Water is a precious commodity. Whether or not you live in an area prone to drought conditions or not, water conservation is becoming an ever more important issue. It simply makes no sense to waste water when it is needed for agriculture, landscaping, recreation, let alone drinking. Yet, most of us are wasting water in numerous ways, including flushing far more of it down the toilet than is actually needed to do the job. Older toilets from 1992 or earlier use at least 3.5 gallons per flush, and some even five gallons. Newer toilets use 1.6 gallons or less, but that's still far more than needed to flush down liquid waste. A very clever fix for that situation is a dual flush toilet conversion kit.
Think about it: there's really no reason to use a full tank of water with every flush. Tank capacity is designed to reliably flush solid waste. Liquid waste doesn't need nearly as much water, yet standard toilets still use the entire tank. That makes about as much sense as taking a full shower every time you just want to wash you hands.
How do dual flush toilets work? Well, they have a special mechanism inside that either does a full flush or just a partial one. For liquid waste, you turn the handle in one direction, for solid waste in the other direction. Since most people are flushing liquid waste much more often than solid waste, the accumulated water savings can really add up. Statistics show that the average person flushes about five times per day. If we assume that three out of four flushes are liquid waste, a family of four can save well over 4,000 gallons of water per year with a dual flush system. And that's with a modern low-flow toilet. With an old-style toilet, the water savings are more like 10,000 gallons per year, the equivalent of a small swimming pool!
Do you need to install an expensive new water saving toilet to get dual flush? No, you can get a fairly inexpensive conversion kit to turn your existing toilet into a dual flush toilet. Most people are already familiar with the periodic maintenance required on a conventional toilet (leaky flappers, mostly), and converting a regular toilet to dual flush is hardly more complicated than replacing a flapper. Most people can do it in 30 minutes or less.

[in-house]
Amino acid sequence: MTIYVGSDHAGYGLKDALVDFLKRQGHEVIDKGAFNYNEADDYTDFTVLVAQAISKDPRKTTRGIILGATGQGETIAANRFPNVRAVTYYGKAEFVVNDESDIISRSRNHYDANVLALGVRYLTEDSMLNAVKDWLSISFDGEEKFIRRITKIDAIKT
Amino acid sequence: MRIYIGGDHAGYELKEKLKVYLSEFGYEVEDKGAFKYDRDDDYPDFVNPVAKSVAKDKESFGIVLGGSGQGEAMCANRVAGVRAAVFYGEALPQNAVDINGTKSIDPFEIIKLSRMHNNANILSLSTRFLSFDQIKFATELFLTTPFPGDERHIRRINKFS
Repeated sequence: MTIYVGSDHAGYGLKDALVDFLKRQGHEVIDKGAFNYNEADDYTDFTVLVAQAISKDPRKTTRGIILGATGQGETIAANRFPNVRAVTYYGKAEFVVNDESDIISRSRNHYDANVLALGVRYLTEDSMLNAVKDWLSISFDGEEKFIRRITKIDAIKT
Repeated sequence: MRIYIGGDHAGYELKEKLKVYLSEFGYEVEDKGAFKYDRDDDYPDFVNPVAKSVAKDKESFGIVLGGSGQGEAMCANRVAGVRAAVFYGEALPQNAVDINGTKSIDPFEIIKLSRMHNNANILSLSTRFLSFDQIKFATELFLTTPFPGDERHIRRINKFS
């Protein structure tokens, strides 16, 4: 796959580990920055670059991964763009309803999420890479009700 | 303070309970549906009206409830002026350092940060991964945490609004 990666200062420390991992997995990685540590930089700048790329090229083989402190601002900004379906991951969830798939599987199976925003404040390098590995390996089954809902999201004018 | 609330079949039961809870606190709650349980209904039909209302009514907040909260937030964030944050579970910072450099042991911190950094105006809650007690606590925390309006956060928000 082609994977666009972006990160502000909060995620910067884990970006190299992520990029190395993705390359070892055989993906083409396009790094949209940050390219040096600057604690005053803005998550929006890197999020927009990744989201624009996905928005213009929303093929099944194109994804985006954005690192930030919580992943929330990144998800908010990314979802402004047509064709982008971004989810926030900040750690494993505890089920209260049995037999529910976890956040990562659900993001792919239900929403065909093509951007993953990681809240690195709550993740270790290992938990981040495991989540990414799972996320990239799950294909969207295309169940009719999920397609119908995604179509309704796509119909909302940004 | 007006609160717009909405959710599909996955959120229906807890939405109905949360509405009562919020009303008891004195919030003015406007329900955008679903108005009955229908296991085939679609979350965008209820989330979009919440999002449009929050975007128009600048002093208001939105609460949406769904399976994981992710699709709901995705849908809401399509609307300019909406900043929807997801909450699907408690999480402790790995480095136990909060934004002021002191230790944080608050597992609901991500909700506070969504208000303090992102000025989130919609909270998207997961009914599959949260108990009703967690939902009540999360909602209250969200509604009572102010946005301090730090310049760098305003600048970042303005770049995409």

How do dual flush toilet kits work? Essentially by replacing the standard rubber flapper with a mechanism that either empties the tank all the way or just partway, depending on which way you turn the handle. Since the volume of existing toilet tanks varies, duel flush systems are adjustable to make sure enough water is released for a good partial flush.
Are there any downsides to installing a dual flash toilet conversion kit to start saving water? Really only one: you have to get used to pushing the toilet tank handle in one direction or the other, depending on the kind of flush you want. That shouldn't take more than a day or two. This is definitely an idea that makes a whole lot of sense.
Article Directory: http://www.articletrunk.com
Chris Robertson is an author of Majon International, one of the worlds MOST popular internet marketing companies.
For tips/information, click here: dual flush toilet conversion kit
Visit Majon's home-improvement directory.
Please Rate this Article
Not yet Rated